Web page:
Why Gloria’s dole outs are doomed to fail
AS I WRECK THIS CHAIR By William M. Esposo
The Philippine Star 2008-06-19
The Focolare Movement’s socio-economic prescription for bridging the wealth gap is still the most rational approach I’ve come across. This is the new economic paradigm known as the Economy of Communion (EoC).

Three historical attempts to bridge the wealth gap — the European Welfare State, US Philanthropy and the Communist and Socialist State — have been proved to be nothing more than spectacular failures.

The EoC experience teaches us that only the poor can help themselves — but not alone.

There are two vital elements that the EoC has which the three historical models lacked in order to succeed in bringing the poor to exit from their generational cycle of poverty. These two vital elements are proximity and reciprocity.

Per the EoC model, proximity is when the person seeking to help the poor maintains a face to face, one-on-one, by name relationship, when the relationship is on-site and where there is a genuine desire to service the real needs of the poor.

Proximity underscores mutual trust. In the EoC experience, when the people in need are helped by a far away institution, the free ride rate is high. What is shared may actually keep them in a condition of abject inferiority.

Reciprocity is mutual giving and receiving, when there is a meaningful response and not just a mere thank you from the person helped. In fact, reciprocity is the big missing element in the three historical failures at bridging the wealth gap.

In the EoC experience, the ultimate dimension of response is when the beneficiary acquires self reliance, transforms into a giver and attains equality with the donor. There is a failure of reciprocity if the people who are helping and receiving are not able to respond to each other as equals and/or if the beneficiary ends up resenting the donor.

Madame Gloria Macapagal Arroyo’s (GMA) dole outs fail in practically all counts of the proximity and reciprocity requirements. In fact, dole out recipients have already expressed resentment in some form or another even before they have received anything.

Of course, it is difficult for the government to maintain the proximity and reciprocity requirements especially when one considers how many poor people have to be served. It is difficult but not impossible.

Thus far, the best experiences of successful poverty alleviation are found in the Focolare Bukas Palad and the Gawad Kalinga (GK) communities. The Bukas Palad and GK communities are succeeding because of the elements of proximity, reciprocity and the emphasis on value formation.

More than the financial assistance, the poor needs value reformation. More than the missing gold in their pocket, it is the lack of productive values that breeds poverty.

For instance, both the Bukas Palad and GK experiences registered a high incidence of male predatory tendency among the poor families they served. It is the females that were found to be generally productive. Unless the predatory tendency is transformed to productive attitudes, the male members will not contribute to uplifting their family from poverty.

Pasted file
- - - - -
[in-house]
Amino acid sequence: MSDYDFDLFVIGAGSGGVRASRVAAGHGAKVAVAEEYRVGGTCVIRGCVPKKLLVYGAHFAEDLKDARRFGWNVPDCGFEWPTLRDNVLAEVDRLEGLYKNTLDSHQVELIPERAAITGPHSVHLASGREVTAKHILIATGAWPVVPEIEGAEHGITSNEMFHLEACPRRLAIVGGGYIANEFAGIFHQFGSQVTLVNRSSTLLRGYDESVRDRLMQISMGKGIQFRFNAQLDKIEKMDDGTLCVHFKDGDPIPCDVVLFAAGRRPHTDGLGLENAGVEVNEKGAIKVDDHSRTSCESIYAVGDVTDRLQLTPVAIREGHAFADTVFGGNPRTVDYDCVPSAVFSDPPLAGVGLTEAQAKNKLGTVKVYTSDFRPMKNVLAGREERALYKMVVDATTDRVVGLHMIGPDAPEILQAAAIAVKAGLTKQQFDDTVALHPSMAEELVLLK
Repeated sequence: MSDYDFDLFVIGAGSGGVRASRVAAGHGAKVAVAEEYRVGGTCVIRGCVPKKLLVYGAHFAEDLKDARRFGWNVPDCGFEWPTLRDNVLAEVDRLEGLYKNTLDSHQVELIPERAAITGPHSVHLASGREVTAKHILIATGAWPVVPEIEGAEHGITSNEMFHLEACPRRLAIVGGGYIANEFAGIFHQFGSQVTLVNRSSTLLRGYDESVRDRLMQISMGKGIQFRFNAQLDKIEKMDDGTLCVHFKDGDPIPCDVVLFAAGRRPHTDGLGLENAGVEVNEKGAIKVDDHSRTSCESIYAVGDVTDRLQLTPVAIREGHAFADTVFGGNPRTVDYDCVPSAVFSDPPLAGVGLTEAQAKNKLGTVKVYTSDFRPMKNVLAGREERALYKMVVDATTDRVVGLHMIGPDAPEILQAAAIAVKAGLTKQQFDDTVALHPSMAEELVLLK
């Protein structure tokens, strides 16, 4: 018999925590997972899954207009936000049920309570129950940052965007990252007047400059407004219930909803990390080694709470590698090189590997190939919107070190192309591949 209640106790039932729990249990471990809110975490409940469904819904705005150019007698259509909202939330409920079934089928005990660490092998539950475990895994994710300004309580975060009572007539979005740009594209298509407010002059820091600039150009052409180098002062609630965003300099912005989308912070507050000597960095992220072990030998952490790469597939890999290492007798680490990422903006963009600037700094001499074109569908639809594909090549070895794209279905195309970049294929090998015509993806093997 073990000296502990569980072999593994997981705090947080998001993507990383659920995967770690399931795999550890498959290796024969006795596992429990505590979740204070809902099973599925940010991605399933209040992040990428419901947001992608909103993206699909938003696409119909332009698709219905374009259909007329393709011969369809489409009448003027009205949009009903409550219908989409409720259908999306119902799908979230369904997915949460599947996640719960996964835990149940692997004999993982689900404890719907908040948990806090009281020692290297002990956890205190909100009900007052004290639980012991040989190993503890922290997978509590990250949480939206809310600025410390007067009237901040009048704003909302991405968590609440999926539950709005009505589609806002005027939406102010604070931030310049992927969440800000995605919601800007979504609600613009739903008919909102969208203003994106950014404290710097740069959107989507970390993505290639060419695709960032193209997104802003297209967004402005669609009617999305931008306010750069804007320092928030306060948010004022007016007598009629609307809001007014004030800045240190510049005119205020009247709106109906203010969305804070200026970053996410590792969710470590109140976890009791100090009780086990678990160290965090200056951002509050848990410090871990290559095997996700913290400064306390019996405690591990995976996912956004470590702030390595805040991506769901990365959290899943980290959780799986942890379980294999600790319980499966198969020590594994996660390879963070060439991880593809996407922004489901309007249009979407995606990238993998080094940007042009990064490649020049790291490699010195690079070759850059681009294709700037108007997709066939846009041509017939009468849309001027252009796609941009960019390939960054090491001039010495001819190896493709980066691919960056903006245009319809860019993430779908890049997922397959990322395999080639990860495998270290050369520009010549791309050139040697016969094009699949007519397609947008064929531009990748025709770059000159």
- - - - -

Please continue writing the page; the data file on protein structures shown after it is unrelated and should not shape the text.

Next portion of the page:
Many were surprised when the Catholic Church leaders frowned on the GMA regime dole outs. Does not the Church always encourage charity for the needy, they asked? Here is an obvious act of charity, or so it appears, and the Church discouraged GMA from proceeding with it.

That is because the Church knows that all that money will go to waste sans the vital elements of a more holistic approach to poverty alleviation. Not only that, I am sure that many of the Bishops see through the real motives of GMA for the dole outs.

What GMA is doing is token charity — the act of a regime in panic. The P500 power dole out is a sham if one considers how government VAT has added so much to the cost of electricity. Reducing the government VAT on gas, power generation, transmission and distribution will do more for power consumers than the P500 power dole out.

As suggested by Blue Chicken Romy Neri (per Jun Lozada during the ZTE hearings), it will help more poor Filipinos if the GMA regime and its minions can simply moderate their greed.

We can even live with the VAT. The VAT revenues at least go to the government coffers and may be used for health, education, and infrastructure — the bigger, more meaningful investments that can alleviate poverty.

Greed creates a no-win situation. Only the corrupt and the Blue Vultures benefit from insatiable greed. The Filipino people end up paying the stiff price for inferior infrastructure, under-funded health and education — the products of un-moderated greed.

Not only that, but as proved by experience, the money gained from greed are usually stashed overseas and does not benefit the country at all. Weighed by guilt, the crooks cannot sleep well when their loot is within the reach of the Filipino people who would definitely want to take it back.

It is typical criminal psychology to want to store the fruits of the crime as far as possible from the long arm of the law and the Filipino people.

  Previous Columns:

It had to happen on The Ides of March and Holy Week

Suggested guidelines for liability- free Internet posts

Election lawyer: PCOS critics should put up or shut up

All Excited by Pope Francis

A great disservice to P-Noy

[Click here for the Archive]

Home | As I Wreck This Chair | High Ground | Career Brief and Roots | Advocacies | Landmarks Copyright 2006 The Chair Wrecker by William M. Esposo